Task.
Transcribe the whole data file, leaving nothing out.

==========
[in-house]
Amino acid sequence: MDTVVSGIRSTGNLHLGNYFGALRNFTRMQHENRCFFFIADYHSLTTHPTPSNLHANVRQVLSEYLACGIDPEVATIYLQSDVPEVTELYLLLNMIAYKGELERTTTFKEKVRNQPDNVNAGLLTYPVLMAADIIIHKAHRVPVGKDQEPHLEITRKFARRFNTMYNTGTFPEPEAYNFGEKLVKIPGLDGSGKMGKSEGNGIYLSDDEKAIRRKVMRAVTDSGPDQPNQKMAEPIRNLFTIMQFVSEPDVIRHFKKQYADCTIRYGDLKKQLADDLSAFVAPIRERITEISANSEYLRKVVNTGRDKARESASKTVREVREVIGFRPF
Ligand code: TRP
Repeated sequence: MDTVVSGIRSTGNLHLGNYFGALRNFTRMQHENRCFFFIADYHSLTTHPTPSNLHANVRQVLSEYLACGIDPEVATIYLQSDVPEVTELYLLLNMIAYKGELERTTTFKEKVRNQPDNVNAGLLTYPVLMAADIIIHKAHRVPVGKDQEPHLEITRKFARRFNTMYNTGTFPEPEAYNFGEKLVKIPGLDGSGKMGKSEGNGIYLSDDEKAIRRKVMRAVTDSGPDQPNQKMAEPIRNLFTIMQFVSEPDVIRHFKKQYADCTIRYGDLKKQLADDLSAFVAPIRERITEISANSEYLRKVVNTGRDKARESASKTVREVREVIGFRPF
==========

[in-house]
Amino acid sequence: MDTVVSGIRSTGNLHLGNYFGALRNFTRMQHENRCFFFIADYHSLTTHPTPSNLHANVRQVLSEYLACGIDPEVATIYLQSDVPEVTELYLLLNMIAYKGELERTTTFKEKVRNQPDNVNAGLLTYPVLMAADIIIHKAHRVPVGKDQEPHLEITRKFARRFNTMYNTGTFPEPEAYNFGEKLVKIPGLDGSGKMGKSEGNGIYLSDDEKAIRRKVMRAVTDSGPDQPNQKMAEPIRNLFTIMQFVSEPDVIRHFKKQYADCTIRYGDLKKQLADDLSAFVAPIRERITEISANSEYLRKVVNTGRDKARESASKTVREVREVIGFRPF
Ligand code: TRP
Repeated sequence: MDTVVSGIRSTGNLHLGNYFGALRNFTRMQHENRCFFFIADYHSLTTHPTPSNLHANVRQVLSEYLACGIDPEVATIYLQSDVPEVTELYLLLNMIAYKGELERTTTFKEKVRNQPDNVNAGLLTYPVLMAADIIIHKAHRVPVGKDQEPHLEITRKFARRFNTMYNTGTFPEPEAYNFGEKLVKIPGLDGSGKMGKSEGNGIYLSDDEKAIRRKVMRAVTDSGPDQPNQKMAEPIRNLFTIMQFVSEPDVIRHFKKQYADCTIRYGDLKKQLADDLSAFVAPIRERITEISANSEYLRKVVNTGRDKARESASKTVREVREVIGFRPF